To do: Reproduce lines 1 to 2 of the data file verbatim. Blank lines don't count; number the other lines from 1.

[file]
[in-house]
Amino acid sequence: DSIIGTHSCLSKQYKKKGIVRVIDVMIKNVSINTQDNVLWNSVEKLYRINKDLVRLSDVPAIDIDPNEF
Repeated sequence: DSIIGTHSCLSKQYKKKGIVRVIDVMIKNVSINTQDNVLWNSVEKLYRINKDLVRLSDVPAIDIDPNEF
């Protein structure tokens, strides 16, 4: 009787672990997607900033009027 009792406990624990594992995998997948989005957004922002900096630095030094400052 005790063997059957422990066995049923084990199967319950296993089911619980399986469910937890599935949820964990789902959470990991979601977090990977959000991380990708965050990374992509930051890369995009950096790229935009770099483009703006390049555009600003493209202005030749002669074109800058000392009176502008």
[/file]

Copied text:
[in-house]
Amino acid sequence: DSIIGTHSCLSKQYKKKGIVRVIDVMIKNVSINTQDNVLWNSVEKLYRINKDLVRLSDVPAIDIDPNEF